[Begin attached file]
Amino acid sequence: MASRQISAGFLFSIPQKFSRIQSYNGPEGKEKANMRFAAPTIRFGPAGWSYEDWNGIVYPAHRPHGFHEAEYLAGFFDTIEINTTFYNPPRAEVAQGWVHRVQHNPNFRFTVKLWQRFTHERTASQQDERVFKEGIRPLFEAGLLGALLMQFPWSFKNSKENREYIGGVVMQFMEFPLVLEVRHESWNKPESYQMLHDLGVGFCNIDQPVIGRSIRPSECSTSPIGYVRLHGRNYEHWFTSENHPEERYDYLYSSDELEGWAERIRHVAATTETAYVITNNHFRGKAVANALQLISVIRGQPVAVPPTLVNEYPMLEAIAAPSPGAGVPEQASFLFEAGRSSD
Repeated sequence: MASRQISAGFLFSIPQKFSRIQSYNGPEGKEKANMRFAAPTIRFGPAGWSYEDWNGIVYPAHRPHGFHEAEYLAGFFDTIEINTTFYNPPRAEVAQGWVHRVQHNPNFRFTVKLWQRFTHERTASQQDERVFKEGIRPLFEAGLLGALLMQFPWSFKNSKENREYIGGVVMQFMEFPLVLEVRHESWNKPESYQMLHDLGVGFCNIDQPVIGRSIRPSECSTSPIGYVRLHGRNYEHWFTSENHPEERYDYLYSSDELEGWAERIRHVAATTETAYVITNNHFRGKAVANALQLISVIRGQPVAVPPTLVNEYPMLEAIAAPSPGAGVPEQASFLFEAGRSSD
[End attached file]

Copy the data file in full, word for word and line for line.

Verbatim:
Amino acid sequence: MASRQISAGFLFSIPQKFSRIQSYNGPEGKEKANMRFAAPTIRFGPAGWSYEDWNGIVYPAHRPHGFHEAEYLAGFFDTIEINTTFYNPPRAEVAQGWVHRVQHNPNFRFTVKLWQRFTHERTASQQDERVFKEGIRPLFEAGLLGALLMQFPWSFKNSKENREYIGGVVMQFMEFPLVLEVRHESWNKPESYQMLHDLGVGFCNIDQPVIGRSIRPSECSTSPIGYVRLHGRNYEHWFTSENHPEERYDYLYSSDELEGWAERIRHVAATTETAYVITNNHFRGKAVANALQLISVIRGQPVAVPPTLVNEYPMLEAIAAPSPGAGVPEQASFLFEAGRSSD
Repeated sequence: MASRQISAGFLFSIPQKFSRIQSYNGPEGKEKANMRFAAPTIRFGPAGWSYEDWNGIVYPAHRPHGFHEAEYLAGFFDTIEINTTFYNPPRAEVAQGWVHRVQHNPNFRFTVKLWQRFTHERTASQQDERVFKEGIRPLFEAGLLGALLMQFPWSFKNSKENREYIGGVVMQFMEFPLVLEVRHESWNKPESYQMLHDLGVGFCNIDQPVIGRSIRPSECSTSPIGYVRLHGRNYEHWFTSENHPEERYDYLYSSDELEGWAERIRHVAATTETAYVITNNHFRGKAVANALQLISVIRGQPVAVPPTLVNEYPMLEAIAAPSPGAGVPEQASFLFEAGRSSD